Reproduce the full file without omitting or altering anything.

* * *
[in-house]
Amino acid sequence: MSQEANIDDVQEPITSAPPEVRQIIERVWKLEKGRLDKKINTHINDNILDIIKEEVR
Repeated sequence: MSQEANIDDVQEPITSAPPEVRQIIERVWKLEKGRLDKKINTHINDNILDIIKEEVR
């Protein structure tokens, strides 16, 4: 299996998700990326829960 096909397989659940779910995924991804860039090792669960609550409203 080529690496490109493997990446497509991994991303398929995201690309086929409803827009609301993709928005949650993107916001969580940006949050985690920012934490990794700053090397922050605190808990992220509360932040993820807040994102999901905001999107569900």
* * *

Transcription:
[in-house]
Amino acid sequence: MSQEANIDDVQEPITSAPPEVRQIIERVWKLEKGRLDKKINTHINDNILDIIKEEVR
Repeated sequence: MSQEANIDDVQEPITSAPPEVRQIIERVWKLEKGRLDKKINTHINDNILDIIKEEVR
């Protein structure tokens, strides 16, 4: 299996998700990326829960 096909397989659940779910995924991804860039090792669960609550409203 080529690496490109493997990446497509991994991303398929995201690309086929409803827009609301993709928005949650993107916001969580940006949050985690920012934490990794700053090397922050605190808990992220509360932040993820807040994102999901905001999107569900």